The Quality of the soil,Quality of the Soil. compared in general with that of South Britain, is not near so good. It is commonly more fit for pasture, and is very well watered for that purpose. Where the surface is leanest, there are found Metals, and Minerals; and considerable quantities of Lead are exported yearly: there is also good Copper, but they will not be at the pains to work it. But in much of the in-land Country, especially where it lyeth upon some of the Friths, the soil is very good; and there, all sorts of grain do grow, that are usual in the South parts of Britain. The Wheat is frequently exported by Merchants to Spain, Holland, and Norway. Barley grows plentifully; and their Oats are extreme good, affording bread of a clean and wholsom nourishment. In the Low grounds they have store of Pease and Beans, which, for the strength of their feeding, are much used by the labouring-people. In the skirts of the Country, which are not so fit for Grain, there grow great Woods of Timber, to a vast bigness, especially Firr-trees, which are found to thrive best in stony grounds.

Springs of Mineral-waters (which the people find useful in several diseases,) are common enough. No Country is better provided with Fish. porpoise beaching Besides flocks of smaller Whales, with the Porpess, and the Meerswine, frequently cast in; great Whales of the Baleen or Whale-bone kind, and of the Sperma Ceti kind, are cast now and then upon several parts of the shore.

Besides the grain and other commodities already named, the Merchants export alabaster, linnen, and woollen cloath, freezes, plaids, plaiding, stuff, stockings, malt and meal, skins of Rabbets, Hares, &c. fishes, eggs, oker, marble, coal, and salt.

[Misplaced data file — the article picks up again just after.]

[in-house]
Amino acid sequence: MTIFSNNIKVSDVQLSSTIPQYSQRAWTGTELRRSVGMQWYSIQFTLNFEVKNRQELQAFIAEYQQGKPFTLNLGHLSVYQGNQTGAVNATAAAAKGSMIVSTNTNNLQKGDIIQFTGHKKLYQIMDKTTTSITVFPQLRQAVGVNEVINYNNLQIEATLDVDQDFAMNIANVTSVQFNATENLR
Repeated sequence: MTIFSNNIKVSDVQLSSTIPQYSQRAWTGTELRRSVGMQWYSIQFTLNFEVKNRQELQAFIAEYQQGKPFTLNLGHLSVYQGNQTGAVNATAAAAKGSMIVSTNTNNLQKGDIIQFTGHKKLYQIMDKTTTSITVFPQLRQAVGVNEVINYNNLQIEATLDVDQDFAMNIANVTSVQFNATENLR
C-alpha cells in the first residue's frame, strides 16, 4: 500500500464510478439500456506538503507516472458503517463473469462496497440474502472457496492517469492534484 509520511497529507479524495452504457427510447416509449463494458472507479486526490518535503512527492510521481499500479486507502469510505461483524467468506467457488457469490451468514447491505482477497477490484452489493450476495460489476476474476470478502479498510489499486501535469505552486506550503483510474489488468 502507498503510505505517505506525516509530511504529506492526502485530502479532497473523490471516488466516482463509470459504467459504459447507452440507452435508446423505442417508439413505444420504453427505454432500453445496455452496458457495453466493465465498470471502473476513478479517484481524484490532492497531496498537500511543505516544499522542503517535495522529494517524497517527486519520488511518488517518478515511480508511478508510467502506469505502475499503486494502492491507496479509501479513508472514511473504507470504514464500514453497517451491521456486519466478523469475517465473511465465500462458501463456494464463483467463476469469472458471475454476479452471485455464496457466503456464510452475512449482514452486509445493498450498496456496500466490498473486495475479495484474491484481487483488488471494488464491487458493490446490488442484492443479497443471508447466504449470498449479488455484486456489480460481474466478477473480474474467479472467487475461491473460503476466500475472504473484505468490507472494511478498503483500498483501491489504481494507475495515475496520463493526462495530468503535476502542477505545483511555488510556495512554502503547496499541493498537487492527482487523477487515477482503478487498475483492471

Christianity early in North Britain. The Christian Religion was very early planted here; for Tertullian’s words, Britannorum inaccessa Romanis loca, Christo verò subdita, i.e. Places in Britain, inaccessible to the Romans, but subdu’d by Christ, must be understood of the north part of the Island, possessed by the Scots, and separated by a wall from that part which was subject to the Romans. The Religion of the Kingdom established by Law, is that which is contain’d in the Confession of Faith, authoriz’d in the first Parliament of King James the sixth, and defined in the nineteenth Article of the said Confession, to be That which is contained in the written word of God.

Learning in North Britain. For the promotion of Learning, they have four Universities, St. Andrews, Glasgow, Aberdeen, and Edenburgh; wherein are Professors of most of the Liberal Arts, endowed with competent Salaries.⌉

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Last updated Friday, March 7, 2014 at 13:06